Classics Earning their keep.

Mur Huwcun

Member
Livestock Farmer
Location
North West Wales
To release the clutch you would be better off getting the engine as warm as possible and driving up and down a field with pedal jammed down jabbing the brakes on and off, better still if you can drag something heavyish with you
 

Full of bull(s)

Member
Livestock Farmer
Location
North Yorkshire
I'm too coose for you lot.....I'd put the nose up against a firm wall and hold the clutch down......something will give, just fingers crossed it's the clutch not the wall👍😂😂
I did that with a David brown 1200 once against a bale stack....except it started to climb it and the stop wasn’t connected...did I s##t myself
 

DevonianRedneck

Member
Mixed Farmer
Location
west Devon
I did that with a David brown 1200 once against a bale stack....except it started to climb it and the stop wasn’t connected...did I s##t myself

Did it stop climbing on its own? Or did you manage to knock it out of gear?

Or did it work and the clutch free'ed off in time😂

Hopefully it didn't go over backwards😔


In all seriousness..for clarity I would not recommend this method for safety reasons😉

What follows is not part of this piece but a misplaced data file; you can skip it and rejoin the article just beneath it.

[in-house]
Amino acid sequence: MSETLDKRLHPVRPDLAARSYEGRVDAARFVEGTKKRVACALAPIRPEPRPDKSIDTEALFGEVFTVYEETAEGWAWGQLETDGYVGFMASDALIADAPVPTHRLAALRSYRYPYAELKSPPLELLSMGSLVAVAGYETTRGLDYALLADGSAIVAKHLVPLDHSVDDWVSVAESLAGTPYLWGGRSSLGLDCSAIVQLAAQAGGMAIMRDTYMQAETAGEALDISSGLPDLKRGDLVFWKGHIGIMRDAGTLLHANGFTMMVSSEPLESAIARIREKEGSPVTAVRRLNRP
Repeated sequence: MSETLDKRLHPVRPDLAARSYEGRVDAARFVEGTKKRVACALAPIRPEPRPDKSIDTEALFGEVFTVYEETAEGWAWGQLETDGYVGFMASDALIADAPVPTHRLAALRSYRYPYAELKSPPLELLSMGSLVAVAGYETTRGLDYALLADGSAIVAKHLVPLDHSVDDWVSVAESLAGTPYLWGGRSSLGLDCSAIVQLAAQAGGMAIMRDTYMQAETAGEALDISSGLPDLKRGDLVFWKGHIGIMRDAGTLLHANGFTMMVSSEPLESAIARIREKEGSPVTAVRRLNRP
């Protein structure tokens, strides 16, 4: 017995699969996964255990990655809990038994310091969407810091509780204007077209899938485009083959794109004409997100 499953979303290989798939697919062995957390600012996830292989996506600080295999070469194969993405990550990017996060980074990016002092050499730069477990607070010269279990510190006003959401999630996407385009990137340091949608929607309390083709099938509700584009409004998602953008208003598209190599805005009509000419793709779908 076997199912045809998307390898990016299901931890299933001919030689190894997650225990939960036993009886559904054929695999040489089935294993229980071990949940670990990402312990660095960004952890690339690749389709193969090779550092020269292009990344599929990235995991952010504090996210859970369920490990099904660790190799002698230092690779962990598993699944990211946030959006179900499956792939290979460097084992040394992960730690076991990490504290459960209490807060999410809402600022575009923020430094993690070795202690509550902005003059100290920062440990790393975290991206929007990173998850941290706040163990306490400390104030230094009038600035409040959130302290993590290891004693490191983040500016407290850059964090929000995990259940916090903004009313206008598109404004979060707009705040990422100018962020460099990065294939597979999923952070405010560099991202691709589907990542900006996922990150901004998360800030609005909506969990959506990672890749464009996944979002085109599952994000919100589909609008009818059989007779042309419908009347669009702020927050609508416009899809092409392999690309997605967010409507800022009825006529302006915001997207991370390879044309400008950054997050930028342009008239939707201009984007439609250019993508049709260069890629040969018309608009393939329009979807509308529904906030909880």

I used to have an old 5000 as a loader tractor...and if parked for more than a couple days the clutch would stick every bleddy time,

So until we started tieing the clutch down, we always used to park it with the bale spike in a stack of bales, so you could start it, in gear with clutch depressed....it would spin for a second or two and then the clutch would free off and you were good to go👍
 

spin cycle

Member
Location
north norfolk
nash 885xl with 'new' to me jd 550....just beat the rain :)

P1040881.JPG
 

X344chap

Member
Mixed Farmer
Location
Central Scotland
Am I right in thinking that you could upgrade them to the wet brakes of later versions with the right bits from a breaker without having to change the rear axle? Something tells me you could
Yes you can put the wet brake castings on to older leylands but you need to tap them and feed oil into them from the back end i think. Not cheap second hand either.
 

35% of English and Welsh farmers possibly/probably depressed

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Written by Michelle Martin from Agriland

The Royal Agricultural Benevolent Institution (RABI) has today, Thursday, October 14, published the findings of The Big Farming Survey, which shows 35% of English and Welsh farmers are either possibly or probably depressed.

The survey, based on over 15,000 responses, concentrates on the health and well-being of the farming community in England and Wales in the 2020s.

The Royal Agricultural Benevolent Institution (RABI) is a national charity that provides support to the farming community across England and Wales.

Mental health​


Mental well-being, the survey notes, describes our ability to cope with the ‘ups and downs’ of everyday life.

According to the survey, 14% of the farming community is ‘possibly depressed’ while...
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